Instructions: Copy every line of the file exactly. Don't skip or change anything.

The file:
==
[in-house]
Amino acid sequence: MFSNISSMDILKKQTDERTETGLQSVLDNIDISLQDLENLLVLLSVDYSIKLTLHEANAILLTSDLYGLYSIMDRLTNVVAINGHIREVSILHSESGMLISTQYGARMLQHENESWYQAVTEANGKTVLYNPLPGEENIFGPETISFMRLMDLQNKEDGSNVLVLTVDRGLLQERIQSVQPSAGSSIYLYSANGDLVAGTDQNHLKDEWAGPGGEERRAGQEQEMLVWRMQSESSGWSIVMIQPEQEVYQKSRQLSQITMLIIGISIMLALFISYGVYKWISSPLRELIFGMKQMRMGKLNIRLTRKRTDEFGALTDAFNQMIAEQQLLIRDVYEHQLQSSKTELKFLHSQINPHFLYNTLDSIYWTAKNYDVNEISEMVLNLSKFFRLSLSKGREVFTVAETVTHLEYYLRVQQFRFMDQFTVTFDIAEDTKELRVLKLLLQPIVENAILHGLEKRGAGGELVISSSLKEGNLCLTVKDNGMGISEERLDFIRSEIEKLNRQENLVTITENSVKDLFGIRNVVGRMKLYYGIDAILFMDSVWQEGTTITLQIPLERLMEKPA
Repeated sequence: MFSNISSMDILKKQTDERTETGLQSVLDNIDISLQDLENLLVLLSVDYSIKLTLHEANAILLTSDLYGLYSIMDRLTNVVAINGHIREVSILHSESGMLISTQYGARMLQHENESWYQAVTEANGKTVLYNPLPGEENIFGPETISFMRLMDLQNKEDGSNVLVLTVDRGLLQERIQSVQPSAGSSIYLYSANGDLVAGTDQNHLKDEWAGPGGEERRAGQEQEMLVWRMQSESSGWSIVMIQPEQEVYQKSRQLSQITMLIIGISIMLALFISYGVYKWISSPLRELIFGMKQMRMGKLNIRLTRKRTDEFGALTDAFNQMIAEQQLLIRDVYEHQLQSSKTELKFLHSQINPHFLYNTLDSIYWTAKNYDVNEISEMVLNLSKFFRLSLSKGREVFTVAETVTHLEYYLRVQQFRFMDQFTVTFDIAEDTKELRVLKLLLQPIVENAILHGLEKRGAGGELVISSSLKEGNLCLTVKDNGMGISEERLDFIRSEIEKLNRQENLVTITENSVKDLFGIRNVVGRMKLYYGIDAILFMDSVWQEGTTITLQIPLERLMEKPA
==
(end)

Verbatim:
[in-house]
Amino acid sequence: MFSNISSMDILKKQTDERTETGLQSVLDNIDISLQDLENLLVLLSVDYSIKLTLHEANAILLTSDLYGLYSIMDRLTNVVAINGHIREVSILHSESGMLISTQYGARMLQHENESWYQAVTEANGKTVLYNPLPGEENIFGPETISFMRLMDLQNKEDGSNVLVLTVDRGLLQERIQSVQPSAGSSIYLYSANGDLVAGTDQNHLKDEWAGPGGEERRAGQEQEMLVWRMQSESSGWSIVMIQPEQEVYQKSRQLSQITMLIIGISIMLALFISYGVYKWISSPLRELIFGMKQMRMGKLNIRLTRKRTDEFGALTDAFNQMIAEQQLLIRDVYEHQLQSSKTELKFLHSQINPHFLYNTLDSIYWTAKNYDVNEISEMVLNLSKFFRLSLSKGREVFTVAETVTHLEYYLRVQQFRFMDQFTVTFDIAEDTKELRVLKLLLQPIVENAILHGLEKRGAGGELVISSSLKEGNLCLTVKDNGMGISEERLDFIRSEIEKLNRQENLVTITENSVKDLFGIRNVVGRMKLYYGIDAILFMDSVWQEGTTITLQIPLERLMEKPA
Repeated sequence: MFSNISSMDILKKQTDERTETGLQSVLDNIDISLQDLENLLVLLSVDYSIKLTLHEANAILLTSDLYGLYSIMDRLTNVVAINGHIREVSILHSESGMLISTQYGARMLQHENESWYQAVTEANGKTVLYNPLPGEENIFGPETISFMRLMDLQNKEDGSNVLVLTVDRGLLQERIQSVQPSAGSSIYLYSANGDLVAGTDQNHLKDEWAGPGGEERRAGQEQEMLVWRMQSESSGWSIVMIQPEQEVYQKSRQLSQITMLIIGISIMLALFISYGVYKWISSPLRELIFGMKQMRMGKLNIRLTRKRTDEFGALTDAFNQMIAEQQLLIRDVYEHQLQSSKTELKFLHSQINPHFLYNTLDSIYWTAKNYDVNEISEMVLNLSKFFRLSLSKGREVFTVAETVTHLEYYLRVQQFRFMDQFTVTFDIAEDTKELRVLKLLLQPIVENAILHGLEKRGAGGELVISSSLKEGNLCLTVKDNGMGISEERLDFIRSEIEKLNRQENLVTITENSVKDLFGIRNVVGRMKLYYGIDAILFMDSVWQEGTTITLQIPLERLMEKPA